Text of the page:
U.S. Supreme Court to Consider Corporate Privacy

8 October 2010

The U.S. Supreme Court has decided to review of the Third Circuit appeals court decision that a company has a right of privacy under the U.S. freedom of information law.

In the case of FCC v. AT&T (No. 09-1279) the Third Circuit found the company had a right of privacy under Exemption 7(C), which protects against invasion of privacy concerning law enforcement records.

The Third Circuit ruled that if Congress had intended to shield only individuals under Exemption 7(C), it could have used the term “individual,” as it did in another exemption.

The records in question relate to an FCC investigation into whether AT&T over-billed the government for telecommunications equipment for schools. In response to a FOIA request filed by a third party, the FCC planned to release the documents.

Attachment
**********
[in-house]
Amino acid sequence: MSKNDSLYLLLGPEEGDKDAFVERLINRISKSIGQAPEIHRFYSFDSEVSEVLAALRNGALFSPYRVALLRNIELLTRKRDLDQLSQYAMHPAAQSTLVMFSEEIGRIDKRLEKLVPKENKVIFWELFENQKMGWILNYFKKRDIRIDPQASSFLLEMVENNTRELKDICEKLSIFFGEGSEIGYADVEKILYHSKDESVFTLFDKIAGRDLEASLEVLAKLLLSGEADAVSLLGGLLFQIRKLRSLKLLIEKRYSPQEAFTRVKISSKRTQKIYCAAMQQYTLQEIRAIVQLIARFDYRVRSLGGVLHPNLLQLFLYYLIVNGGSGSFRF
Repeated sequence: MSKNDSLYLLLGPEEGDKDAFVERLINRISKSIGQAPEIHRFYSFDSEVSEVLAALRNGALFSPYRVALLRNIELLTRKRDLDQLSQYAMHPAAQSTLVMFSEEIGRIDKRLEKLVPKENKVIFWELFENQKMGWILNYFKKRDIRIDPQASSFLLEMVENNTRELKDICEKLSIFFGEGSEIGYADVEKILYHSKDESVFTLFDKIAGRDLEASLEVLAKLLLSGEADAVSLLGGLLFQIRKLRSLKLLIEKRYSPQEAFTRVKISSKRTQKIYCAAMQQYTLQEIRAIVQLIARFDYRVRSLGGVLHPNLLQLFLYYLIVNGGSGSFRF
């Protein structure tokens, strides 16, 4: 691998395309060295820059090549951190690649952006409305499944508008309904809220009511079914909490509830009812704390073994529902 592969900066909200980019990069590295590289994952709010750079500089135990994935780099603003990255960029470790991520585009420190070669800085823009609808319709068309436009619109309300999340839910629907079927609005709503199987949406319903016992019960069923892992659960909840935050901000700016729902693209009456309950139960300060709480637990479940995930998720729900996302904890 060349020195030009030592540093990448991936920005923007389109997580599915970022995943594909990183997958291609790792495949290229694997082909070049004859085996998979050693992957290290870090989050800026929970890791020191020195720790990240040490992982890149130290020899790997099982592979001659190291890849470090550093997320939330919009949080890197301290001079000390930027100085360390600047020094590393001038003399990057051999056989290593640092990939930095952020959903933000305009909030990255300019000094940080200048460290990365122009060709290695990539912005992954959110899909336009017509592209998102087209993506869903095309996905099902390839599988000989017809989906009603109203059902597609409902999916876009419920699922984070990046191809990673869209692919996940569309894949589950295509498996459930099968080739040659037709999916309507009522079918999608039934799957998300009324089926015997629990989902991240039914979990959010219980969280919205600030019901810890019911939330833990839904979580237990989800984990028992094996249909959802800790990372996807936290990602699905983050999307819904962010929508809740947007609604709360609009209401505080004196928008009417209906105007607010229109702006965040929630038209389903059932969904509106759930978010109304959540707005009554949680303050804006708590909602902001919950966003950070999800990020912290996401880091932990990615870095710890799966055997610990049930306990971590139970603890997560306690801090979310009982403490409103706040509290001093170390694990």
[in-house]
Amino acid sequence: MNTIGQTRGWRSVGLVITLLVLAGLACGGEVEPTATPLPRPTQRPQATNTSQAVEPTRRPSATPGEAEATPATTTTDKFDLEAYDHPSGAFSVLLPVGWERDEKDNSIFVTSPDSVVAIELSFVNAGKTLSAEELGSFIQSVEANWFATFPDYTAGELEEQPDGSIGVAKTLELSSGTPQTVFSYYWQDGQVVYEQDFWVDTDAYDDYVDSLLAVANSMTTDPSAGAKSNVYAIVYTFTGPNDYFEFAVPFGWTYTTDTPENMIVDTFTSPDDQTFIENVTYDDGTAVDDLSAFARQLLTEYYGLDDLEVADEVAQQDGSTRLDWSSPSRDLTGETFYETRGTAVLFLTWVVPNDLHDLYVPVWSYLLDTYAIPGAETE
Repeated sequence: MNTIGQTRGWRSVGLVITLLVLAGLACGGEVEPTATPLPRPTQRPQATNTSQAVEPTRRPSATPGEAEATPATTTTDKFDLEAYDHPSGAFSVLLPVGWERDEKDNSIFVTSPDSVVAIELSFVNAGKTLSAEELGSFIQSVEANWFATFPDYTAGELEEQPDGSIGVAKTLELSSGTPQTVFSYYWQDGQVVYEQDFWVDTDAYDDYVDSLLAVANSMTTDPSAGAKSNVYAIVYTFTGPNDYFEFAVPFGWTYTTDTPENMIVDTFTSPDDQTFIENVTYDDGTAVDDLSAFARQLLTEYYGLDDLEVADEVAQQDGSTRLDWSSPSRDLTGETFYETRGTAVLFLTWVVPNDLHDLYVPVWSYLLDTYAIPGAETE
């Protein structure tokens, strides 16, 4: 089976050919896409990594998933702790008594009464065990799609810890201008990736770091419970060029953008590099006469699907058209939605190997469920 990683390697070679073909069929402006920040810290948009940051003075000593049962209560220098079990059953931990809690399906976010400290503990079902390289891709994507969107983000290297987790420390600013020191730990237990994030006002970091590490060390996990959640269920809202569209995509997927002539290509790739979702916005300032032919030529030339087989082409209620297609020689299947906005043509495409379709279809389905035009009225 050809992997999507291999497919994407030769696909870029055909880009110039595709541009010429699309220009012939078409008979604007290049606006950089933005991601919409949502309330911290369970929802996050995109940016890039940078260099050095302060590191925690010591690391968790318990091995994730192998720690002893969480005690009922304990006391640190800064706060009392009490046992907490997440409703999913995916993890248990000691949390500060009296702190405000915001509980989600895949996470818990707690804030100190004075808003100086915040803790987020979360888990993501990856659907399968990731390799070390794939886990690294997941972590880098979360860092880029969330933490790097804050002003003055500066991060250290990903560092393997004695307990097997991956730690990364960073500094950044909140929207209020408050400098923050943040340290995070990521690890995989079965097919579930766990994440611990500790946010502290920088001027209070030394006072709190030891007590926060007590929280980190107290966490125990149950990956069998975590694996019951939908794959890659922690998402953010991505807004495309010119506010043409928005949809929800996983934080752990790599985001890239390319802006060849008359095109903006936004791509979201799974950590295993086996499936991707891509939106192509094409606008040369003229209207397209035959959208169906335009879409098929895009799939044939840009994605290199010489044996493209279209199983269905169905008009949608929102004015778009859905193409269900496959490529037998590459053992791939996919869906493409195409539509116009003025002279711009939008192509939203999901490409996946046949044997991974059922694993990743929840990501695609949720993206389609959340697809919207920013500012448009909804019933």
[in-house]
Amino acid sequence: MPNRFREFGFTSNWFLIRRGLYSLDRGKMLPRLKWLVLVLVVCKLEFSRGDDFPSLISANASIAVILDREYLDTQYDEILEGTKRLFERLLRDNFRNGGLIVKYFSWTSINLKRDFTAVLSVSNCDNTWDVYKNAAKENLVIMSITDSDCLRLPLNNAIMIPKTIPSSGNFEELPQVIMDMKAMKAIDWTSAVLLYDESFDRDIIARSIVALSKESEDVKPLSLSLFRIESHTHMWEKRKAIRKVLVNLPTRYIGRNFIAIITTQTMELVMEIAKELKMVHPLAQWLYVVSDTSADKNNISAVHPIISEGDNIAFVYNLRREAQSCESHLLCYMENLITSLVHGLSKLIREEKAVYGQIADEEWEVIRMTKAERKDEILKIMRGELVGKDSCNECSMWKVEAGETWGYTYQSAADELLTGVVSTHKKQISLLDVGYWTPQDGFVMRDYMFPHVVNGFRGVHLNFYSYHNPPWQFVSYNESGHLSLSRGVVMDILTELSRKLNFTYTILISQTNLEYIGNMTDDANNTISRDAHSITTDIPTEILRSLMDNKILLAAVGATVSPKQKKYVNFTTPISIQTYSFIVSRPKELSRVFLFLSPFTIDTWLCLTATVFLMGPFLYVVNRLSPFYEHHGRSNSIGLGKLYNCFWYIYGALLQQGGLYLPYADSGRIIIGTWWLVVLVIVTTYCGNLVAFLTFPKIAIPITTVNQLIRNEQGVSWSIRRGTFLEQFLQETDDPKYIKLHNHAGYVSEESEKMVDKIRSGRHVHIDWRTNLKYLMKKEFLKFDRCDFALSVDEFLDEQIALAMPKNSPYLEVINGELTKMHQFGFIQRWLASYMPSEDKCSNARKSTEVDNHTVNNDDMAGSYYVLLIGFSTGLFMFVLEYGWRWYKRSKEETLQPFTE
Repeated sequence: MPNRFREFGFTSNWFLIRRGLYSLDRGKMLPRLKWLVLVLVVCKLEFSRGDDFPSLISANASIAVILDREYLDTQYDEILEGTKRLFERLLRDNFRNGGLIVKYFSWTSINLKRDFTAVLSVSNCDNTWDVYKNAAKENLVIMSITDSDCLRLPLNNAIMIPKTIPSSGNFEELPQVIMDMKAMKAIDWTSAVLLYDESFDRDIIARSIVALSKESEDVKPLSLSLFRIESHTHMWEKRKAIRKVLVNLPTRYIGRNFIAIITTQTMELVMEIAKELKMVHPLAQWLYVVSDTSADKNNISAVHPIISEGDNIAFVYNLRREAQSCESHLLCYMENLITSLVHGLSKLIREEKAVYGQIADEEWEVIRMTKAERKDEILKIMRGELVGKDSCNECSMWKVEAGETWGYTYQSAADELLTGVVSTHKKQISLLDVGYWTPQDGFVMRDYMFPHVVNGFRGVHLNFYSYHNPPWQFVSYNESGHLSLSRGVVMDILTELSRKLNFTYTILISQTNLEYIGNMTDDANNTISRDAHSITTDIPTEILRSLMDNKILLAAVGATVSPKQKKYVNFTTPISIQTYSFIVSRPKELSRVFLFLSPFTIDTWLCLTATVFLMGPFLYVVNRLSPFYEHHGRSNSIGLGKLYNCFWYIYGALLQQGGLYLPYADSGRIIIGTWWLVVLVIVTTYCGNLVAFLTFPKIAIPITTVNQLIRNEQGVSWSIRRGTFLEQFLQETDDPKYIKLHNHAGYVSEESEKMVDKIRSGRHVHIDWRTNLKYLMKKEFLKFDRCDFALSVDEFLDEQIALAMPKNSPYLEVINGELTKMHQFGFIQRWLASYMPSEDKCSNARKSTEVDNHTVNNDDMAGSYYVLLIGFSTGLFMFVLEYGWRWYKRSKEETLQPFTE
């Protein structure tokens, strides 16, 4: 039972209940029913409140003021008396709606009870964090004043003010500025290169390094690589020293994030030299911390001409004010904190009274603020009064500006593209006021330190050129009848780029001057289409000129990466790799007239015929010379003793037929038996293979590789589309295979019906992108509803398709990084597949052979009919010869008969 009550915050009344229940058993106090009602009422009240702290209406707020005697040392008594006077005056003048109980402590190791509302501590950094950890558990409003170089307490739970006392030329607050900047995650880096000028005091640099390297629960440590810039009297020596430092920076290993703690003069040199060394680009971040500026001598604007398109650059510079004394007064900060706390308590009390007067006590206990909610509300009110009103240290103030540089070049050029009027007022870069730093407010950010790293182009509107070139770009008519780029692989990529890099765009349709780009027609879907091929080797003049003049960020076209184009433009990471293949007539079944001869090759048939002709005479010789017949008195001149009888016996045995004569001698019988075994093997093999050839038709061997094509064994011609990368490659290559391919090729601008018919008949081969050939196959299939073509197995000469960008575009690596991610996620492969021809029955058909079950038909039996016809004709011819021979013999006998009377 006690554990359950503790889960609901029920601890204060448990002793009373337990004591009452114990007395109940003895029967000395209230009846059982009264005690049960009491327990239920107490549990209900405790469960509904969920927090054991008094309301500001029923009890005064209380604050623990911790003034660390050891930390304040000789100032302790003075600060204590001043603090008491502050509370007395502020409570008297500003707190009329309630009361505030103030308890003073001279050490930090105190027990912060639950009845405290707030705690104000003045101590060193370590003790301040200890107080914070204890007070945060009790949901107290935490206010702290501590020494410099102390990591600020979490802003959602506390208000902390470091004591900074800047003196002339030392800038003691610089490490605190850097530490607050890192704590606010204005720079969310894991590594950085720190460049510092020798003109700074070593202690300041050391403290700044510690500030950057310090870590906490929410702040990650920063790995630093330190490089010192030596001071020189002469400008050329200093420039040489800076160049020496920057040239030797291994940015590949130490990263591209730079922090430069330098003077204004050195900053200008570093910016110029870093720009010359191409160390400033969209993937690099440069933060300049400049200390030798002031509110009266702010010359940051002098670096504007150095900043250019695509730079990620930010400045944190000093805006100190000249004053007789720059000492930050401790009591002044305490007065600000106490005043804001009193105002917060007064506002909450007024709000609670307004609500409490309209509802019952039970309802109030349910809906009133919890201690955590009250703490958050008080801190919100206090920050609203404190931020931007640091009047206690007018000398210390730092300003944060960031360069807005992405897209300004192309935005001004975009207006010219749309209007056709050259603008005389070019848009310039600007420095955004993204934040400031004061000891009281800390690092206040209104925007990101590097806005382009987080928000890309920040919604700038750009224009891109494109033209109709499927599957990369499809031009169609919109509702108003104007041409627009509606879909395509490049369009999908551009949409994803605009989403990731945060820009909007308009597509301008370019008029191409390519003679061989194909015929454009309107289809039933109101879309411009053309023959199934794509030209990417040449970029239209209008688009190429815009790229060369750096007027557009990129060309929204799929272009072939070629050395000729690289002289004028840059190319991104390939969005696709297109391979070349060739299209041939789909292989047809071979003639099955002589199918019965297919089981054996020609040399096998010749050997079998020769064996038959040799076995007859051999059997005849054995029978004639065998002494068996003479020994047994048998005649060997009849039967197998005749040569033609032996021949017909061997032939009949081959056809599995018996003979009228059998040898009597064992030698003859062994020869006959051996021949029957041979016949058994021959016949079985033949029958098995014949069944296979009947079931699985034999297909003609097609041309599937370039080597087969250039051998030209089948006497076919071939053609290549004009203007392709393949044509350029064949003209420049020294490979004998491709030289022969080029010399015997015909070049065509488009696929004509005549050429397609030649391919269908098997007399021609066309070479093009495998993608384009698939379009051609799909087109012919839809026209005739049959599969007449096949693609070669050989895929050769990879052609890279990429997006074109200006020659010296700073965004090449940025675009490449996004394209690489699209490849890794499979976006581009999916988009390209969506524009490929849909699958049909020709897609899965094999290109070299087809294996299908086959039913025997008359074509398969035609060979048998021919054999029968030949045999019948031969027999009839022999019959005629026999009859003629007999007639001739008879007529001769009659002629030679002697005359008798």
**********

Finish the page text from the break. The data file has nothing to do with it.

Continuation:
However, in a “reverse FOIA” suit, AT&T sued to prevent disclosure, saying the release of the documents would violate the company’s privacy rights.  In supporting AT&T, the court overruled previous law, which  generally held that corporations did not have privacy rights.

“Corporations, like human beings, face public embarrassment, harassment and stigma” because of their involvement in law enforcement investigations, Judge Michael A. Chagares wrote for a unanimous three-judge panel.

The federal government has urged the Supreme Court to reject the argument that the exemption “protects the so-called ‘privacy’ of inanimate corporate entities.”

Be Sociable, Share!

Filed under: What's New